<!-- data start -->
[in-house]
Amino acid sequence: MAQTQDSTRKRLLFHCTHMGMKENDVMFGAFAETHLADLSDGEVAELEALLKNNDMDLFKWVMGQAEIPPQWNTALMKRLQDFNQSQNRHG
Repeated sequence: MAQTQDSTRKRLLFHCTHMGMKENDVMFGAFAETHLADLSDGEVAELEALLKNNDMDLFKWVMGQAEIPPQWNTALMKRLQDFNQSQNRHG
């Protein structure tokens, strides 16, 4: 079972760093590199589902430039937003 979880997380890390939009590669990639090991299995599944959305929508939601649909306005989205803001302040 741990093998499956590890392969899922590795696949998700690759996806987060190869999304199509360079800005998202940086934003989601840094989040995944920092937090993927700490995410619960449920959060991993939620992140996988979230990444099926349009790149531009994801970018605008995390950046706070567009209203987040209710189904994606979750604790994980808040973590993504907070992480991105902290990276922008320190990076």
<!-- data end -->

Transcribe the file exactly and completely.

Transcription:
[in-house]
Amino acid sequence: MAQTQDSTRKRLLFHCTHMGMKENDVMFGAFAETHLADLSDGEVAELEALLKNNDMDLFKWVMGQAEIPPQWNTALMKRLQDFNQSQNRHG
Repeated sequence: MAQTQDSTRKRLLFHCTHMGMKENDVMFGAFAETHLADLSDGEVAELEALLKNNDMDLFKWVMGQAEIPPQWNTALMKRLQDFNQSQNRHG
């Protein structure tokens, strides 16, 4: 079972760093590199589902430039937003 979880997380890390939009590669990639090991299995599944959305929508939601649909306005989205803001302040 741990093998499956590890392969899922590795696949998700690759996806987060190869999304199509360079800005998202940086934003989601840094989040995944920092937090993927700490995410619960449920959060991993939620992140996988979230990444099926349009790149531009994801970018605008995390950046706070567009209203987040209710189904994606979750604790994980808040973590993504907070992480991105902290990276922008320190990076």